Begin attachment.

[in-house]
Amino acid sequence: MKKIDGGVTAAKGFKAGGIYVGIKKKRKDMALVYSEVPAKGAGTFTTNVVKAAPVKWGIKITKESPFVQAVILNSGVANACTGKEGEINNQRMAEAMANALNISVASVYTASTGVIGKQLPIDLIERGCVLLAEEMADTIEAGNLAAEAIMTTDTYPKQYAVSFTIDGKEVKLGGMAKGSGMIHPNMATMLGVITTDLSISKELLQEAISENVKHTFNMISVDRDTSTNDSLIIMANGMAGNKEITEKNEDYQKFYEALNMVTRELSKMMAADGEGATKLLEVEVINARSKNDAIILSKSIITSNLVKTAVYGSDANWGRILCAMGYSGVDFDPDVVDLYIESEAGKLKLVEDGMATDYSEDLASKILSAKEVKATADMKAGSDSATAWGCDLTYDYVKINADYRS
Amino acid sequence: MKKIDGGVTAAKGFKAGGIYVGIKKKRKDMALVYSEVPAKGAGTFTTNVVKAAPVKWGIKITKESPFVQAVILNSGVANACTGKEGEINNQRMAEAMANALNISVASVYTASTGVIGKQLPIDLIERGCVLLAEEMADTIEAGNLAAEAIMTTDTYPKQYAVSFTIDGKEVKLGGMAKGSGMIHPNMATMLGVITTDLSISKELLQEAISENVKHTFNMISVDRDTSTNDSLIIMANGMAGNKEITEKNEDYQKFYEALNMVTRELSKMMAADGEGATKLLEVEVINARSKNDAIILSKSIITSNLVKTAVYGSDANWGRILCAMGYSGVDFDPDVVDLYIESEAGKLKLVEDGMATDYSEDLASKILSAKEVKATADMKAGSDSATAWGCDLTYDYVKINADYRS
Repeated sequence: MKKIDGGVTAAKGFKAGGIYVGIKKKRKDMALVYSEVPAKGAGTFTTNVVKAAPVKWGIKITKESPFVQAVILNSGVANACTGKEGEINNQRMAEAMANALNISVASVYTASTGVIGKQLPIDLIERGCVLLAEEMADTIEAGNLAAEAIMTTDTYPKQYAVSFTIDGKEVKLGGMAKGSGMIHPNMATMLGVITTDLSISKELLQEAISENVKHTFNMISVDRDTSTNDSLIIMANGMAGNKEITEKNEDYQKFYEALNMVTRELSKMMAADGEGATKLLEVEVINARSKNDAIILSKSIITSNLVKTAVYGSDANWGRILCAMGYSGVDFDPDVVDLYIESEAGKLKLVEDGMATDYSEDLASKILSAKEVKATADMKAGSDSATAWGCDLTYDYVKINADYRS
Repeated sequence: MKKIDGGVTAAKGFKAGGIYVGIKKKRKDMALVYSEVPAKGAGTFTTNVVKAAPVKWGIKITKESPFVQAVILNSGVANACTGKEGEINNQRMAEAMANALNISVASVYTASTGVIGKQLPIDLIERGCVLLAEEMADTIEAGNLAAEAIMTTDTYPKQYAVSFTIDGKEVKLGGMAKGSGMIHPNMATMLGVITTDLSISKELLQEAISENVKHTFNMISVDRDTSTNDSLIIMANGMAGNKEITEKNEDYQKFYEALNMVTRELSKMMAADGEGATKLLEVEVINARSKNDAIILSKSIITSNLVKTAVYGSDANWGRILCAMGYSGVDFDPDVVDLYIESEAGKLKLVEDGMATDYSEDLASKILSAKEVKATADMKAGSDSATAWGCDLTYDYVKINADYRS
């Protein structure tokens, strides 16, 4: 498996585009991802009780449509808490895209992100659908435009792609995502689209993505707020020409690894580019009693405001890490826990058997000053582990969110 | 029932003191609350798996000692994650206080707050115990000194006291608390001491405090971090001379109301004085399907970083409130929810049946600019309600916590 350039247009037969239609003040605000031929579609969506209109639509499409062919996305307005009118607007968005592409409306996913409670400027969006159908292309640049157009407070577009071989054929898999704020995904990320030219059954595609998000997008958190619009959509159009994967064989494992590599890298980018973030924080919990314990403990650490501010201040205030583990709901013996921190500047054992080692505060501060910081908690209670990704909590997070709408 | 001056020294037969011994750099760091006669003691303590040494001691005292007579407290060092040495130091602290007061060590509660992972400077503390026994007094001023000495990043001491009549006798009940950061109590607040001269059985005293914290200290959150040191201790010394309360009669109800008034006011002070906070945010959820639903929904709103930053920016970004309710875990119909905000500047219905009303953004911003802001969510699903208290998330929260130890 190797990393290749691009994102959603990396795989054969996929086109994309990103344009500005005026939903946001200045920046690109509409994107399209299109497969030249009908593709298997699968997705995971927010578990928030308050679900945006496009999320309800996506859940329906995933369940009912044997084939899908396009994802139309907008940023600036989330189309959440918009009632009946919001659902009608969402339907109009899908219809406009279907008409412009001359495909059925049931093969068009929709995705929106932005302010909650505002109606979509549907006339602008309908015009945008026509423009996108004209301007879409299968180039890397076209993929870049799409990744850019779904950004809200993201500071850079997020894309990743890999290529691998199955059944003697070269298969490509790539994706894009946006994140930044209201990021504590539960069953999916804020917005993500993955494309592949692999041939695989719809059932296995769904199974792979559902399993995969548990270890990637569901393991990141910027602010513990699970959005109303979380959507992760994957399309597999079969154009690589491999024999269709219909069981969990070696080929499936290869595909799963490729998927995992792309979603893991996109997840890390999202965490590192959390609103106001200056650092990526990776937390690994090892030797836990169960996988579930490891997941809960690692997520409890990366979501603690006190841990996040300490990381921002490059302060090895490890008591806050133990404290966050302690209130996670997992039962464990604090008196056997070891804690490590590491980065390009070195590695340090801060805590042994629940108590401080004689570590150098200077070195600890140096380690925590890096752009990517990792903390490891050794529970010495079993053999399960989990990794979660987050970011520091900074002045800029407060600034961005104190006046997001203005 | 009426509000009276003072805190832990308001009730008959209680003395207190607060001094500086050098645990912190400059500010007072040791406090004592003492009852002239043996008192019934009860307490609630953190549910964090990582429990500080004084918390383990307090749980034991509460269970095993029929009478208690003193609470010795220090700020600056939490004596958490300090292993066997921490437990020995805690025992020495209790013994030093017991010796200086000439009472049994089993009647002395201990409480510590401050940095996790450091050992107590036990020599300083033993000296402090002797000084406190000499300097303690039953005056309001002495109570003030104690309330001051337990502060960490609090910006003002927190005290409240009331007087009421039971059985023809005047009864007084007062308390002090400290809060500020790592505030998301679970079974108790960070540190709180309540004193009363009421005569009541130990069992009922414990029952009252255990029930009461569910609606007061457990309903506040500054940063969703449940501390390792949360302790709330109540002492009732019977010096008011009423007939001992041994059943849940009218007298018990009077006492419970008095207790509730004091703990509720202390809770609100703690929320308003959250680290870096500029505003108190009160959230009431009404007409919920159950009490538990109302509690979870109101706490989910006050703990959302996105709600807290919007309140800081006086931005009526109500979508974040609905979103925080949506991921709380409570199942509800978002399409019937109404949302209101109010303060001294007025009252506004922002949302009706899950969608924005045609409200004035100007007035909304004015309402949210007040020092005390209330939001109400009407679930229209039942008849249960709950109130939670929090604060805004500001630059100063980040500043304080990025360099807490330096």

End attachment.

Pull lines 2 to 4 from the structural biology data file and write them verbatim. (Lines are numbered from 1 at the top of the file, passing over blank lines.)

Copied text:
Amino acid sequence: MKKIDGGVTAAKGFKAGGIYVGIKKKRKDMALVYSEVPAKGAGTFTTNVVKAAPVKWGIKITKESPFVQAVILNSGVANACTGKEGEINNQRMAEAMANALNISVASVYTASTGVIGKQLPIDLIERGCVLLAEEMADTIEAGNLAAEAIMTTDTYPKQYAVSFTIDGKEVKLGGMAKGSGMIHPNMATMLGVITTDLSISKELLQEAISENVKHTFNMISVDRDTSTNDSLIIMANGMAGNKEITEKNEDYQKFYEALNMVTRELSKMMAADGEGATKLLEVEVINARSKNDAIILSKSIITSNLVKTAVYGSDANWGRILCAMGYSGVDFDPDVVDLYIESEAGKLKLVEDGMATDYSEDLASKILSAKEVKATADMKAGSDSATAWGCDLTYDYVKINADYRS
Amino acid sequence: MKKIDGGVTAAKGFKAGGIYVGIKKKRKDMALVYSEVPAKGAGTFTTNVVKAAPVKWGIKITKESPFVQAVILNSGVANACTGKEGEINNQRMAEAMANALNISVASVYTASTGVIGKQLPIDLIERGCVLLAEEMADTIEAGNLAAEAIMTTDTYPKQYAVSFTIDGKEVKLGGMAKGSGMIHPNMATMLGVITTDLSISKELLQEAISENVKHTFNMISVDRDTSTNDSLIIMANGMAGNKEITEKNEDYQKFYEALNMVTRELSKMMAADGEGATKLLEVEVINARSKNDAIILSKSIITSNLVKTAVYGSDANWGRILCAMGYSGVDFDPDVVDLYIESEAGKLKLVEDGMATDYSEDLASKILSAKEVKATADMKAGSDSATAWGCDLTYDYVKINADYRS
Repeated sequence: MKKIDGGVTAAKGFKAGGIYVGIKKKRKDMALVYSEVPAKGAGTFTTNVVKAAPVKWGIKITKESPFVQAVILNSGVANACTGKEGEINNQRMAEAMANALNISVASVYTASTGVIGKQLPIDLIERGCVLLAEEMADTIEAGNLAAEAIMTTDTYPKQYAVSFTIDGKEVKLGGMAKGSGMIHPNMATMLGVITTDLSISKELLQEAISENVKHTFNMISVDRDTSTNDSLIIMANGMAGNKEITEKNEDYQKFYEALNMVTRELSKMMAADGEGATKLLEVEVINARSKNDAIILSKSIITSNLVKTAVYGSDANWGRILCAMGYSGVDFDPDVVDLYIESEAGKLKLVEDGMATDYSEDLASKILSAKEVKATADMKAGSDSATAWGCDLTYDYVKINADYRS